By repeating this operation with all projection coefficients at all points of the transition zone, the processing system determines the attenuation-function projection coefficients of each discrete body. Said system derives comparison coefficients by taking the ratios of the projection coefficients to that corresponding to the projection onto the projection function Fp1. These comparison coefficients are compared with the comparison coefficients of the target materials. It is then inferred from this comparison whether there is presence or absence of a target material in the constitution of the discrete body being checked.
Accordingly the method of the present invention allows isolating each discrete body and it determines comparison coefficients in the identification of a target material in the constitution of the discrete bodies.
Be it noted that in the discussed embodiment, the search is for transitions between the discrete bodies. In case a transition is observed toward a discrete body comprising a target material in its constitution, the comparisons between comparison coefficients are extended to the full inside of the contour or at least to an expanded zone around the contour. In this manner the isolated detections of target materials are eliminated as being false alarms. For all specific information, for instance for each set of projection coefficients of the overall object a table of values will be set up. Each of these value tables may be the base for making an image. Thanks to these tables one or more images may be visualized by displays 36 comprising a checkout monitor 40 (FIG. 1).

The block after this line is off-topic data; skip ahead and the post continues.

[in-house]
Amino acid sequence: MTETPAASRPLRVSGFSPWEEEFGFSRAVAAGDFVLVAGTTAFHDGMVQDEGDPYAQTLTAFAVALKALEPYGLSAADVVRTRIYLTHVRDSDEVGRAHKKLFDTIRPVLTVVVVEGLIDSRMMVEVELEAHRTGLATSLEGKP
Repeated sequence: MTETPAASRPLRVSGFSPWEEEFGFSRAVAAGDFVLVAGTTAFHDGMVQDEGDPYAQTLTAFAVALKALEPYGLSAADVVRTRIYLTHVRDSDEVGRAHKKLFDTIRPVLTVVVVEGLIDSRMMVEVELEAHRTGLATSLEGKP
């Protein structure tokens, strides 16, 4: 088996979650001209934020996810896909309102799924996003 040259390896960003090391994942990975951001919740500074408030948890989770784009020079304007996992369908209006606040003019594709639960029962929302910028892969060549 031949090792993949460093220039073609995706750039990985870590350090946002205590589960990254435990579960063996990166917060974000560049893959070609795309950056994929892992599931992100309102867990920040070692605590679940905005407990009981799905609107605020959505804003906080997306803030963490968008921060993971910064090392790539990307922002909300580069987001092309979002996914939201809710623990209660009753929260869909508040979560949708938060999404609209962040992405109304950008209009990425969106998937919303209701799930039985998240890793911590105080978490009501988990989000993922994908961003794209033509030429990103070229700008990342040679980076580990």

These displays are fitted with processing means 38 allowing zooming at will any image portion or changing the contrast or undertaking any other conventional image processing. The contour image also may be visualized alone or superposed on another image. The means 36 and 38 already are presently used in x-ray imaging and therefore will not be described further in detail.